Page  35 ï~~2009 THE MICHIGAN BOTANIST 35 2009 THE MICHIGAN BOTANIST 35 2 FIGURES 1-2. Askenasyella chlamydopus. 1. Whole colony. 2. Cells each with two pseudocilia. Scale bar = 10 m.

Page  36 ï~~36 THE MICHIGAN BOTANIST Vol. 48 A. depauperata (Pascher) Wujek nov. comb. =Basionym: Chaetochloris depauperata Pascher (1940: 143, figs. 1, 3, 5, 9c) A. scherffeliana (Pascher) Wujek nov. comb. =Basionym: Chaetochloris scherffeliana Pascher (1940: 144, figs. 4, 9b) =Basionym: Chaetochloris indica Iyengar: 1975, 29, fig. 1) Calcite may be crystallized out in the colonial gel and in such quantity that individual cells come to lie in pockets or deep wells in the mass. When stained with methylene blue the colony gel shrinks. Before that it stains bright redviolet and exhibits a radiate structure. Through this gel run the pseudocilia which seem to take very little of the stain and become only slightly more visible. The pseudocilia and the striae of dense gel became more apparent when stained with potassium iodide. In summary, based on the morphology of the above newly described presence of pseudocilia in Askenasyella, it is best placed in the order Tetrasporales, family Tetrasporaceae and not as previously treated (Table 1). Molecular data on Askenasyella and other members of the family including the closely related genus Polychaetochloris (Pascher 1940) are needed to establish if this is a natural family. Key to the species of Askenasyella: 1. More than two pseudocilia per cell.................................. Polychaetochloris 1. Only two pseudocilia per cell..............................................2. 2. Papilla at bases of pseudocilia not conspicuous........................ A. chlamydopus 2. Conspicuous papilla between bases of pseudocilia................................. 3. 3. Colony four or fewer cells............................................... A. asocialis 3. Colony multicellular.....................................................4. 4. Cells lacking stigmata and pyrenoids (stigmas present in zoospores)........ A. depauperata 4. Cells with stigmata, with or without pyrenoid..................................5. 5. Cells longer and more slender than in other species, stigma large in upper-third of cell............................................... A. scherffeliana 5. Cells broadly elliptical-egg shaped to almost spheroidal, axial pyrenoid; zoospores lack stigma...................................................................A. consociata TABLE 1. Systematic placement of Askenasyella. Author Class/Order Family Schmidle (1902) Xanthophyceae West & West (1906) Confervales Chlorotheciaceae Printz (1927) Xanthophyceae Botryococcaceae Pascher & Korshikov (1932) Tetrasporales Pseudociliaceae Pascher (1939) Tetrasporales Palmellaceae Smith (1950) Tetrasporales Palmellaceae Bourrelly (1966) Chlorococcales Radiococcaceae Ramanathan (1968) Chlorangiales Chlorangiaceae Dillard (1989) Chlorococcales Oocystaceae This study Tetrasporales Tetrasporaceae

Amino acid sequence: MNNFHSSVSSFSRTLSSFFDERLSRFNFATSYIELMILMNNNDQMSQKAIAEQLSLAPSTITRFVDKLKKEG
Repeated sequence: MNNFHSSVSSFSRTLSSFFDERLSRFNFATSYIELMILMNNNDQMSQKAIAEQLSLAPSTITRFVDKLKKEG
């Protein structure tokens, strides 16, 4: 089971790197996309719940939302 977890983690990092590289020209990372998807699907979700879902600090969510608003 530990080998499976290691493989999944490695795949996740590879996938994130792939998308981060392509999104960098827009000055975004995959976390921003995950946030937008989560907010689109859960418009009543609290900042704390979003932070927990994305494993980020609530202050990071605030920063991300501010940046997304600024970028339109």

Page  37 ï~~2009 THE MICHIGAN BOTANIST 37 ACKNOWLEDGEMENTS I thank Dr. J.C. Gillingham, Director of Central Michigan University's Biological Station, Beaver Island, for providing laboratory space and Dr. M.J. Wynne for nomenclatural assistance and reviewing and improving an early draft of the manuscript. Trevor Grabill provided the line drawing, Ryan Dziedzic assisted in the German translations, and Brian Roberts assisted in the preparation of the plate. Special thanks to the late Dr. R.H. Thompson for letting the author examine his notes on Askenasyella. LITERATURE CITED Bold, H.C. (1967). A laboratory manual for plant morphology. Harper & Row, New York, 123 pp. Bourrelly, P. (1966). Les Algues d'eau douce.Tome 1. Les Algues Verts. N. Boubee & Cie, Paris. 511 pp. Dillard, G.E. (1989). Freshwater algae of the southeastern United States. Part I. Chlorophyceae: Volvocales, Tetrasporales and Chlorococcales. Bibliotheca Phycologia 81, 202 pp. Iyengar, M.O.P. (1975). Contributions to our knowledge of South Indian algae-VIII. Proceedings of the Indian Academy of Science 81B: 29-60. Korshikov, A.A. (1932). Studies in the Vacuolate. I. Archiv fur Protistenkunde 78: 557-612. Pascher, A. (1939). Heterokonten. In: Kryptogamen-Flora von Deutschland, Osterreich und der Schweiz, (A. Rabenhorst, ed.), Vol. 11. Leipzig. 1092 pp. Pascher, A. (1940). Zur Kenntnis der Stisswassertetrasporalen I. Beihefte zum Botanischen Centralblatt 1: 462-487. Printz, H. (1927). Chlorophyceae. In: Die nattirlichen Pflanzenfamilien (A. Engler & K. Prantl, eds.), 2nd ed., 3. Verlag Wilhelm Engelmann, Leipzig. 463 pp. Ramanathan, K. R. (1968). Askenasyella randhawai sp. nov., a new Chlorophyceae from Madras and its systematic position. Phykos 7:112-116. Schmidle, W. 1902. Notizen zu einigen Stisswasseralgen. Hedwigia 41: 150-163. Shubert, L.E. (2003). Nonmotile Coccoid and Colonial Green Algae. In: Freshwater Algae of North America (J.D. Wehr & R. G. Sheath, eds.). Academic Press, NY, pp. 253-309. Smith, G.M. (1950). Fresh-water algae of the United States. 2nd ed. McGraw-Hill, New York, 719 pp. West, W. & G. S. West. (1905). A further contribution to the freshwater plankton of the Scottish Lochs. Transactions of the Royal Society of Edinburgh 41: 71-518. West, W. & G.S. West. (1906). A comparative study of the plankton of some Irish lakes. Transactions of the Royal Irish Academy 33: 77-116. Woodson, B.R. & V. Holoman. (1964). A systematic and ecological study of algae in Chesterfield County, Virginia. The Virginia Journal of Science 15: 51-70.